Find the right electronic appliance or device: consider quality, features, budget, energy efficiency and safety.

Questions to ask yourself

Before shopping be clear:

  • What you want the device to do, eg a phone that takes good pictures, or to mainly send texts.
  • How often you will use it, eg every day, once a week, once in a while.
  • How long you expect it to last, eg a laptop to replace in three years, a TV to last five years plus.
  • What you can afford, or want, to pay.
  • How it will fit where you live, eg size and design.
  • If it needs to work with other appliances, eg a blueray compatible with your TV.

Before shopping, reflect on your needs — and your budget.

Deciding what to spend

Think about what you may need to pay for the quality you want. Decide what features you really want and any you can do without, if it means paying less. Keep these in mind when shopping so you're less likely to spend more.

If you're on a budget, consider buying second-hand instead of new. Or if your current device or appliance is broken, check if it's repairable.

Product life, maintenance and care

Check the details

Carefully read the full description of products sold online. Check that the size, materials and user guide is right for the purpose you are buying it for.

Example — Comparing washing machines

Builder Bryce has four young children. He does one or two loads of kids' clothes a day and five sets of filthy overalls each weekend. He wants his machine to last 10 years plus. Shopping around he decides he'll pay up to $1,500 for a model robust enough to cope with heavy use.

Suni works in an office, lives alone and dry cleans most her clothes. She does one small load of delicates a week. She sets herself a budget of no more than $800. She picks a less hard-wearing model, with a delicate spin cycle to fit her needs.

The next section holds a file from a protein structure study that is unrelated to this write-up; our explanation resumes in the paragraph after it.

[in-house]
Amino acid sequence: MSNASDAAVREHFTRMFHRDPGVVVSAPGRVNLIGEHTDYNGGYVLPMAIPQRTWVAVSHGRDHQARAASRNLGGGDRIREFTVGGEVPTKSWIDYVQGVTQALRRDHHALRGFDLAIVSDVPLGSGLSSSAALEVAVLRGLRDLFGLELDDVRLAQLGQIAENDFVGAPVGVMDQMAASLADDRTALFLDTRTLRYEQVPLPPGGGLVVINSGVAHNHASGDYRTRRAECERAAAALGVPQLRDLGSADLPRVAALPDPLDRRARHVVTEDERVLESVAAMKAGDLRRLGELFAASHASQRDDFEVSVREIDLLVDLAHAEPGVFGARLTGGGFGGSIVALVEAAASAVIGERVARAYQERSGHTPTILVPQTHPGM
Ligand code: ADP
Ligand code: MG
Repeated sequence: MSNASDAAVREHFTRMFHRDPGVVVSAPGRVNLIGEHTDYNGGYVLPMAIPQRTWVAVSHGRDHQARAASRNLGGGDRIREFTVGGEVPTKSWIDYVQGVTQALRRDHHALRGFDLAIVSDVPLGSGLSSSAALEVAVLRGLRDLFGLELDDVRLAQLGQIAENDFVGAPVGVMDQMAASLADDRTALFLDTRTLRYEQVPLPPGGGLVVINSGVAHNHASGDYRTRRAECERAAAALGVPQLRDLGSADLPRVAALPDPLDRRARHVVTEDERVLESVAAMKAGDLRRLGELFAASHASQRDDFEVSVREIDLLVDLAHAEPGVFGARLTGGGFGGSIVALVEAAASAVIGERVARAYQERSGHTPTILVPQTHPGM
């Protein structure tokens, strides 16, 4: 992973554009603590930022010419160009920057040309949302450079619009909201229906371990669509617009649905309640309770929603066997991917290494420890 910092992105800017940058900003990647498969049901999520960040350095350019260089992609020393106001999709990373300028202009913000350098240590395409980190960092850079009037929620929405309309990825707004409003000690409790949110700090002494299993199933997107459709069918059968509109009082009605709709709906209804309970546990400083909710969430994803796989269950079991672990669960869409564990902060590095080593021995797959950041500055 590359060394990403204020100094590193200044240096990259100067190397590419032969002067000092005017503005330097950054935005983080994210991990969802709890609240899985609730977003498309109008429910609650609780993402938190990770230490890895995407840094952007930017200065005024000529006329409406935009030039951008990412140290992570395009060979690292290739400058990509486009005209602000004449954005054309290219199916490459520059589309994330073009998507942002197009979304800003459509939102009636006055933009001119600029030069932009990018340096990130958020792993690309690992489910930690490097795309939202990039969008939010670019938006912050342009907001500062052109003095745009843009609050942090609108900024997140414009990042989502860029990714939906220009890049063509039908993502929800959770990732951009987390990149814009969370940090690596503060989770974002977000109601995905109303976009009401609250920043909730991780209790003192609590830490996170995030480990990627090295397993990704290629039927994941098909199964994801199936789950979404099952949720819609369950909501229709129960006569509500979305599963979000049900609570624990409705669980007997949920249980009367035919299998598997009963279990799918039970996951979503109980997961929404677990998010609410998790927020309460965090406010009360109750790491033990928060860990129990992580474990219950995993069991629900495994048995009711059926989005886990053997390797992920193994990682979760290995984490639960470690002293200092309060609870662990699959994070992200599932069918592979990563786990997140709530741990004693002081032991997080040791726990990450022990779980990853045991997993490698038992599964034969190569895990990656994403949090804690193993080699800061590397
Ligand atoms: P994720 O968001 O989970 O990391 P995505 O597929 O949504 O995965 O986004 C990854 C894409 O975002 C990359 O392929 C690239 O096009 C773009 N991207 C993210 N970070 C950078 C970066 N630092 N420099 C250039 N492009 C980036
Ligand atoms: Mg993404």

Buy now, pay later

If you plan to buy an appliance or device on hire purchase or interest-free credit, make sure you understand the total amount you'll pay before you agree to the contract.

Hire purchase usually has a set-up fee and interest charges, so you might end up paying more than if you pay the full cost upfront.

For interest-free deals, ask yourself if you can pay off the total cost within the interest-free period. When it ends, interest rates can be high.

Debt calculator(external link) — Sorted

Hire purchase and buying on credit

​​Laybys and buy now, pay later

Price tag vs other costs

As well as purchase price, think about:

  • Cost to repair that make/model — check if repairs can be done in New Zealand.
  • How long the device might last — comparing manufacturers' warranties can be a useful guide. These warranties are based on average use, and generally cover less time than consumer law says is reasonable.
  • How much power it uses — electricity use can vary widely, particularly for TVs and fridges depending on size and model.

Before you buy

Example — Long-term laptop

Elei needs a laptop for school. Her college suggests models with the features she'll use. They give different price options. After researching each, her parents choose one of the pricier models. With extra features, it should last Elei — who is keen on media and film — right through school. They're happy to pay more now to avoid upgrading in two or three years' time.

Energy star ratings

The more stars an appliance has, the cheaper it is to run. 

Only compare stars for similar size products. For different-sized appliances, eg comparing a dishwasher to a dish drawer, look at each appliance's annual energy rating (kWh per year).

Energy efficient features, eg fast or cold wash cycles on washing machines, can also save money on your power bill.

Filter and compare products to find out how much different models cost to run:

Rightware tool(external link) — Energywise

Money saving tips when using electronic appliances:

Running costs calculator(external link)  — Gen Less

Example — Cheap heater, higher power bill

Frances chooses between two heaters. Reviews say they're both good models and brands. One costs $150, the other $225. The more expensive one has a better star rating. Frances uses EECA's Rightware tool to see how much each heater costs to run. The $150 heater would use $25 more electricity a month. Frances decides the $225 model is the best choice. She'll save more on power that winter than the extra she'll pay for the pricier heater.

Research before you buy

Gather information from:

  • people you know — ask what device or appliance they have, if they like the features, and find it reliable